Master of Magic
Take two parts Civilization, one part Betrayal at Krondor, and one part Warlords and you get the addictive qualities of Master of Magic. Created by the same folks who brought us Master of Orion, Master of Magic puts you in the role of a wizard bent on conquering a dark fantasy world. Youâ€™ll build your empire by establishing towns, raising armies, and enhancing your own magical powers. You’ll compete with other wizards as well, and with hoards of roaming monsters disrupting your empire and taxing your precious troops.
Master of Magic actually gives you two worlds to conquer – Arcanus and Myrror. You start your adventure in Arcanus, the more “normal” of the two worlds. By discovering special towers or developing your own mighty wizardry, youâ€™ll eventually gain access to Myrror. Starting with a single, tiny fortress, you must explore your continent, and eliminate or make peace with other wizards you may encounter. When you begin, the entire world is black and unknown; the terrain is revealed only as you explore it. And naturally, when youâ€™ve conquered your continent, youâ€™ll want to build ships to plunder and pillage other realms across the ocean.
Building up your cities is a big part of the game. You choose the buildings to construct in your city, and they each contribute to your power and wealth in different ways. Building a stable, for instance, allows you to create cavalry units. A granary will help ensure your food supply, and fighterâ€™s guilds will produce better soldiers. You canâ€™t afford to ignore your cityâ€™s economy, either. A marketplace will increase production, while a sawmill will increase income from nearby forests.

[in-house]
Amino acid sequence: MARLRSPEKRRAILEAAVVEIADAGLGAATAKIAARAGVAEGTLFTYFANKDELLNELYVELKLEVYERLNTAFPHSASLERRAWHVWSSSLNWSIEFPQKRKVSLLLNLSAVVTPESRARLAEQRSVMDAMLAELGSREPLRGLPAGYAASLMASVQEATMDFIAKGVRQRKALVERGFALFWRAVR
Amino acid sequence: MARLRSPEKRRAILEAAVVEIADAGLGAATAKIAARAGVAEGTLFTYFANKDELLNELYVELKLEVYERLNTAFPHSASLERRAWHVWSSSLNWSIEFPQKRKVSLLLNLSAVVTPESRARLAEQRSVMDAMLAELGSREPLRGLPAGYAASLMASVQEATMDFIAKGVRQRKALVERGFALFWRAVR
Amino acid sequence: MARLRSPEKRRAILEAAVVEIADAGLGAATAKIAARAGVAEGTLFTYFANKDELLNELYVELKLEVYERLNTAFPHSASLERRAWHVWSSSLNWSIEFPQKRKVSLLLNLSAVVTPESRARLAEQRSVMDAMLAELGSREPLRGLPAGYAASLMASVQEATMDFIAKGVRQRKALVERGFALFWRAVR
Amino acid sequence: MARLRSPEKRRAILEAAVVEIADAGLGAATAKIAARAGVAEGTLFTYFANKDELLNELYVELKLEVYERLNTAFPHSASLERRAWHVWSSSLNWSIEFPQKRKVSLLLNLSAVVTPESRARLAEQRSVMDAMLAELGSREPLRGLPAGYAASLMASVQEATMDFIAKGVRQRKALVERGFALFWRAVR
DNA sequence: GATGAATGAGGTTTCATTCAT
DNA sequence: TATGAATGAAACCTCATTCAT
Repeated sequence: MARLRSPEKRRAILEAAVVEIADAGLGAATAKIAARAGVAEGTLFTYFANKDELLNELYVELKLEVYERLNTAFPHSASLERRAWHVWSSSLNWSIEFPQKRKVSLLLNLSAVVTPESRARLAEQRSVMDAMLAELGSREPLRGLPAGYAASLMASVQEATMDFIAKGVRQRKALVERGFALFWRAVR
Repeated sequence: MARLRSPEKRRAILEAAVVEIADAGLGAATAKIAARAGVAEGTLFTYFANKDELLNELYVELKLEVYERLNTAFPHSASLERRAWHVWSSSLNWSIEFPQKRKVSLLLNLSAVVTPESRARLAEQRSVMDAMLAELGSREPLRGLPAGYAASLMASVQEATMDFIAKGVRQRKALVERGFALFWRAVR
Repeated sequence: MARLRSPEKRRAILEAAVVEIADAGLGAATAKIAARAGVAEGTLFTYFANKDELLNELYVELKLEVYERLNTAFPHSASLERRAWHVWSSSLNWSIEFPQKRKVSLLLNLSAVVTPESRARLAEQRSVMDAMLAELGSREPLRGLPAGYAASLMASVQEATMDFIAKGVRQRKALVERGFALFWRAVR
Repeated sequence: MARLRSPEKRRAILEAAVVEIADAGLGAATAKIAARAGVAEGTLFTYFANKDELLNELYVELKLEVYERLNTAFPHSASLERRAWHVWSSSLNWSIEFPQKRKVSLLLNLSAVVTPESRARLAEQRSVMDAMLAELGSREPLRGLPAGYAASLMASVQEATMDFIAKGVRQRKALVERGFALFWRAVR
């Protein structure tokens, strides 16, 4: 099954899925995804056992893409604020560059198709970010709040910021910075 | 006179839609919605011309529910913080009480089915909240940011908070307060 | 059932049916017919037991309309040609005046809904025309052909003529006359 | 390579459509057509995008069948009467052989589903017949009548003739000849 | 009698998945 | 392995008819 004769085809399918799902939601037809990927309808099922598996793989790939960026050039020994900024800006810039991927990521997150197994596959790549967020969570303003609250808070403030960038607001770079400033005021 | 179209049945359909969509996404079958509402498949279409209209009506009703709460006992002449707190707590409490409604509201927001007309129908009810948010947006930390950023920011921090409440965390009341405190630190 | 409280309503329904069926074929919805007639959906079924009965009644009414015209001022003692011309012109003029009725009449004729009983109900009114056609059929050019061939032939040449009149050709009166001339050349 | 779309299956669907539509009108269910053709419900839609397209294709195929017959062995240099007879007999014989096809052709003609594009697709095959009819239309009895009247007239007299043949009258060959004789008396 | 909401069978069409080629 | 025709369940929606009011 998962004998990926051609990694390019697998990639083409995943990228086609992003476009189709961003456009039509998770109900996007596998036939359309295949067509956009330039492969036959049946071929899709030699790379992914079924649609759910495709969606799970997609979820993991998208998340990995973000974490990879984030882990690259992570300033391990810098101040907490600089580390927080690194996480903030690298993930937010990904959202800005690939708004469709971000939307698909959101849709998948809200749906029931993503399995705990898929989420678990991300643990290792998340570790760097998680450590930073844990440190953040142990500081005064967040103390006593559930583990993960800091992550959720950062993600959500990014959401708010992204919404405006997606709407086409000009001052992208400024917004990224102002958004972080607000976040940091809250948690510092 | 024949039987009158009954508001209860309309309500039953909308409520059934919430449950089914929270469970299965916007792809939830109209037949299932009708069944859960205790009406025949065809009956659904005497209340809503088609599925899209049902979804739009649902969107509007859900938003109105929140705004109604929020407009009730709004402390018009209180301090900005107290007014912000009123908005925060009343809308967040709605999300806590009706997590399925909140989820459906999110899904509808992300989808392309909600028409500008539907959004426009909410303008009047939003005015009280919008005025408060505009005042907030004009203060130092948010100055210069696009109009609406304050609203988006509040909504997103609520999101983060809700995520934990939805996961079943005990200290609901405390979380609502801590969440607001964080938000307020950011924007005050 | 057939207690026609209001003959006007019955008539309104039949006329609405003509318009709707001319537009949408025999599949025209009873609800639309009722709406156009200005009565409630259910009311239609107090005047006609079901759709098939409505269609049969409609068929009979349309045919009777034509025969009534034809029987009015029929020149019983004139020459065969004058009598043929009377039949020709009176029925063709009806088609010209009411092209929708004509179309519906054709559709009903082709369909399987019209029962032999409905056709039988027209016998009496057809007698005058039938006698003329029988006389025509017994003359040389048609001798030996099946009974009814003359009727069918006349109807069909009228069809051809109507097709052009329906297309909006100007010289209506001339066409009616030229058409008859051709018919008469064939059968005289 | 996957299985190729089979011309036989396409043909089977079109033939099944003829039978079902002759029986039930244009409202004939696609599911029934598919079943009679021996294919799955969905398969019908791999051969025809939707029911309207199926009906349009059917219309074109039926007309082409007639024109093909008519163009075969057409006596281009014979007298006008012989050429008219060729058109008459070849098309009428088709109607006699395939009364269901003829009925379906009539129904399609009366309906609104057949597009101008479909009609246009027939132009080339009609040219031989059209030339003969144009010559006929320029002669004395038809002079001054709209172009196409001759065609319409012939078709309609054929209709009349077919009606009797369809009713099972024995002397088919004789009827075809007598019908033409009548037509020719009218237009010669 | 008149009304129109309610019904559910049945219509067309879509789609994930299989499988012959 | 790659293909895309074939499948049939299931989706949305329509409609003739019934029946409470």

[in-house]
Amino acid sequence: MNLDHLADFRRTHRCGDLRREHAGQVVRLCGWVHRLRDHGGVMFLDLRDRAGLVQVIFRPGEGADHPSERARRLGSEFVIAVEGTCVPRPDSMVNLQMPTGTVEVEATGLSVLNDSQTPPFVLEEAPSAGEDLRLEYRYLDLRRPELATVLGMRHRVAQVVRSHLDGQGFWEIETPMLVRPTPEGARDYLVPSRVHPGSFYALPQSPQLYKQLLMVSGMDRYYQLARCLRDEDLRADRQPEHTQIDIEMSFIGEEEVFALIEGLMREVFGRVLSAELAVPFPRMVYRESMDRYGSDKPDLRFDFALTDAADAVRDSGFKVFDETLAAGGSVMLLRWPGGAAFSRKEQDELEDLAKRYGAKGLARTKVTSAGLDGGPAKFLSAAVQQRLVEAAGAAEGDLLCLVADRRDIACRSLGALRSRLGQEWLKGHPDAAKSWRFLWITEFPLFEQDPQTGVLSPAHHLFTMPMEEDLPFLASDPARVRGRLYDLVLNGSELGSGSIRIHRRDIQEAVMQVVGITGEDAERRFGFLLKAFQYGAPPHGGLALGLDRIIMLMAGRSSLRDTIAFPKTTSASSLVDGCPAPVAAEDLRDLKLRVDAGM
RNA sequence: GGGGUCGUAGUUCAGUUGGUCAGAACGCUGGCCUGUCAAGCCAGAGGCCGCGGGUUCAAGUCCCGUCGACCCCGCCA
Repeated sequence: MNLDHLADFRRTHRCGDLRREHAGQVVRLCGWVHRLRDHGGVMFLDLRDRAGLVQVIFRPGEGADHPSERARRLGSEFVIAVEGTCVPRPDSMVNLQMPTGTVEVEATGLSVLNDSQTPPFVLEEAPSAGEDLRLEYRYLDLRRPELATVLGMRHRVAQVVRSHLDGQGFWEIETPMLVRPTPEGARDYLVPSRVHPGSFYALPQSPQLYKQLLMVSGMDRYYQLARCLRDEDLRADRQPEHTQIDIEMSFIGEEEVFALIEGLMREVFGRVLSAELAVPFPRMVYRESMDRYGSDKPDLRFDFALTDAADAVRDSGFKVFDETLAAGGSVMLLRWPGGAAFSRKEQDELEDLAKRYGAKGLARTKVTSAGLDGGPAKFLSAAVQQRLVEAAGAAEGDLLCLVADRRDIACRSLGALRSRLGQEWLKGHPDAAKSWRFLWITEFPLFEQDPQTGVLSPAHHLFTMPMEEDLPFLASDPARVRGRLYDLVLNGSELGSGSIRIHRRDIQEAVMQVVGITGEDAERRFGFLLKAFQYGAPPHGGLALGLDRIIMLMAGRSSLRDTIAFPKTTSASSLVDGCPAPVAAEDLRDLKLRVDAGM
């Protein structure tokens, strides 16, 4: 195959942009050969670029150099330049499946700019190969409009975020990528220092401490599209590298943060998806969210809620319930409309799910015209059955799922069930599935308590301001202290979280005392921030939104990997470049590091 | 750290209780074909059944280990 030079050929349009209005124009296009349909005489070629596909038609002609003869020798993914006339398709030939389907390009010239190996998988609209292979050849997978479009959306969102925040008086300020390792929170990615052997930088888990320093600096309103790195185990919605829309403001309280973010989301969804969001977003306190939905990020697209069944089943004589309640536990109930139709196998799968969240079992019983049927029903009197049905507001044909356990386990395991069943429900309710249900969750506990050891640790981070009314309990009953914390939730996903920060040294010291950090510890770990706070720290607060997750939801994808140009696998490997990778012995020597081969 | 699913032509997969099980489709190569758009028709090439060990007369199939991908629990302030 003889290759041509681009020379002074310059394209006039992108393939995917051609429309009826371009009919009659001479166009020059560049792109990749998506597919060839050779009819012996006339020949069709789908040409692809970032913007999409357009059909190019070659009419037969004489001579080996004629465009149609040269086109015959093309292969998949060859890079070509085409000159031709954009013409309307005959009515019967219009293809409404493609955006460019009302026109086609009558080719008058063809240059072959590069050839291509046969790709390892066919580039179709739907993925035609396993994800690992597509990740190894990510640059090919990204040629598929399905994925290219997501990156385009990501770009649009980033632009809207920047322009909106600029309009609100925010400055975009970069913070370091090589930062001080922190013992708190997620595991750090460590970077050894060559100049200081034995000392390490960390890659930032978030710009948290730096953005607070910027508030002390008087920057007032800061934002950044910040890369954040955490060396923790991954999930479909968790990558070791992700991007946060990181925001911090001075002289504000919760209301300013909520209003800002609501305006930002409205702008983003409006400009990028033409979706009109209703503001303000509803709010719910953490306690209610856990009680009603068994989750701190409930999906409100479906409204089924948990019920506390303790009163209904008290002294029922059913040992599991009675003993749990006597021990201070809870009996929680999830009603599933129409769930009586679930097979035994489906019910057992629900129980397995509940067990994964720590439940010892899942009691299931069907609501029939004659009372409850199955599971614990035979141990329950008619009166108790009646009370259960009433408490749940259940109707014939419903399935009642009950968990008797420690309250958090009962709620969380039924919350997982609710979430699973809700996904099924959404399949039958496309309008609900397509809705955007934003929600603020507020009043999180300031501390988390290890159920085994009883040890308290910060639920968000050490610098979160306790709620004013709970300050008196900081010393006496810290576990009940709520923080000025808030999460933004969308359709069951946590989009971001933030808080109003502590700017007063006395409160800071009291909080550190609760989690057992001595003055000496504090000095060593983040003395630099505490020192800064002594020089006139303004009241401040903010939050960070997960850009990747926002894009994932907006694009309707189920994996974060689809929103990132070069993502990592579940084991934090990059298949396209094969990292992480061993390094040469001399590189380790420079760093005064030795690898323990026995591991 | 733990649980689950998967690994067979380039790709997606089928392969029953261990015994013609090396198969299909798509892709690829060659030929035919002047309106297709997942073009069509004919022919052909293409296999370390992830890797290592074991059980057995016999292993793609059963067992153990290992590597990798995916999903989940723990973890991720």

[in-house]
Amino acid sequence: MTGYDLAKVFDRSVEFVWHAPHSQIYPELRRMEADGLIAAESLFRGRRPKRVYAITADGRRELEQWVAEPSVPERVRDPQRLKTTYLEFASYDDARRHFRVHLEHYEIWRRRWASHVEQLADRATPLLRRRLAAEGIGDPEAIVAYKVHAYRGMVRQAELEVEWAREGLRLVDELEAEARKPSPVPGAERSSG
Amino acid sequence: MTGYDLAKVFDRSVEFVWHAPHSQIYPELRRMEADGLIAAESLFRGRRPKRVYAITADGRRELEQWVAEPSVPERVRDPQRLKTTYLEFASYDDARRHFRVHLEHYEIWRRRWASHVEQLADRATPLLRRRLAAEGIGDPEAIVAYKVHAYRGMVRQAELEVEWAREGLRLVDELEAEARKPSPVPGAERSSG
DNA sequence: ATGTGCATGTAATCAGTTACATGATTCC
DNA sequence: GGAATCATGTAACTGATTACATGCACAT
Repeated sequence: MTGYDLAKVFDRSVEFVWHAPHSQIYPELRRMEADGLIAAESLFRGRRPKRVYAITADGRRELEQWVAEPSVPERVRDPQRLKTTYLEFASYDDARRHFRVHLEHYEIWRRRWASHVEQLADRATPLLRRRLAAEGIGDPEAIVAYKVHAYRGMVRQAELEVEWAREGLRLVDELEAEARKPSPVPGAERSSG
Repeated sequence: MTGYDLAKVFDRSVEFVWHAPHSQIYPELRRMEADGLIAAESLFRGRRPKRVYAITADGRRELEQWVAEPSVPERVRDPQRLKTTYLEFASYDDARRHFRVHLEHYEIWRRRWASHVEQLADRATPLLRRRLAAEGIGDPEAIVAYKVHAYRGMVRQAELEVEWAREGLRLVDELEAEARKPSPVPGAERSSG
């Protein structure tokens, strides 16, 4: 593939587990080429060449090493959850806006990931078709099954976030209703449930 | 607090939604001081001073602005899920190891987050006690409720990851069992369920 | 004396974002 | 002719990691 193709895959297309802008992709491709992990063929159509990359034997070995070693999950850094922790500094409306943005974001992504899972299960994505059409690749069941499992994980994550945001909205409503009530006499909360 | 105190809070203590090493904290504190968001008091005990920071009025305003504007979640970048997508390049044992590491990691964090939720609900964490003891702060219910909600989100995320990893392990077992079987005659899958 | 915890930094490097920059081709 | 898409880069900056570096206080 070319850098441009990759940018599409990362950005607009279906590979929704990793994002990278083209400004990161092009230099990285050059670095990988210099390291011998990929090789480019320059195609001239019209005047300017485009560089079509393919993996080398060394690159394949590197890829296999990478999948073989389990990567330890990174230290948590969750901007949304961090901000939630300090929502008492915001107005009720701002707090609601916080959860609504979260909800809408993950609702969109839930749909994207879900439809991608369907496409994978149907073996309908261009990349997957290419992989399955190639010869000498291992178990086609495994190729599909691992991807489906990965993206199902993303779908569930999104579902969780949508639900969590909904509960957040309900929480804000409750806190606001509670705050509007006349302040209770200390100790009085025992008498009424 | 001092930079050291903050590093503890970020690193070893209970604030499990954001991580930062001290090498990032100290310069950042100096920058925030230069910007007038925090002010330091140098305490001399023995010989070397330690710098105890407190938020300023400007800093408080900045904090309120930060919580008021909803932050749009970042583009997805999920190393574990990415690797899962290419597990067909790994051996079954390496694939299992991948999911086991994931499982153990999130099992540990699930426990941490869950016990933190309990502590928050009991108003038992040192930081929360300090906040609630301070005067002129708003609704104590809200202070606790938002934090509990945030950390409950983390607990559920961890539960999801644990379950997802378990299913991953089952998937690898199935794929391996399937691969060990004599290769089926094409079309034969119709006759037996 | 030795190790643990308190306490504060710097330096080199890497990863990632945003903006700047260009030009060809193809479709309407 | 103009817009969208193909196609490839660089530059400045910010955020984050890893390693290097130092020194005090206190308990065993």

While cities act as stable production centers, eventually you must expand. Outposts must be established, roads must be built, and taxes collected. You have to raise armies, feed them, and pay their wages. If there isnâ€™t enough food or money to go around, your soldiers will simply leave you. In any case, the overall emphasis of Master of Magic is definitely on strategy, with some hints of role-playing thrown in as well. It’s a deep and not quite forgiving 4x game, as was Master of Orion, but for fans of the latter it will prove to be a fantastic take on an already excellent formula.
System Requirements: 386 CPU, 4 MB RAM, DOS
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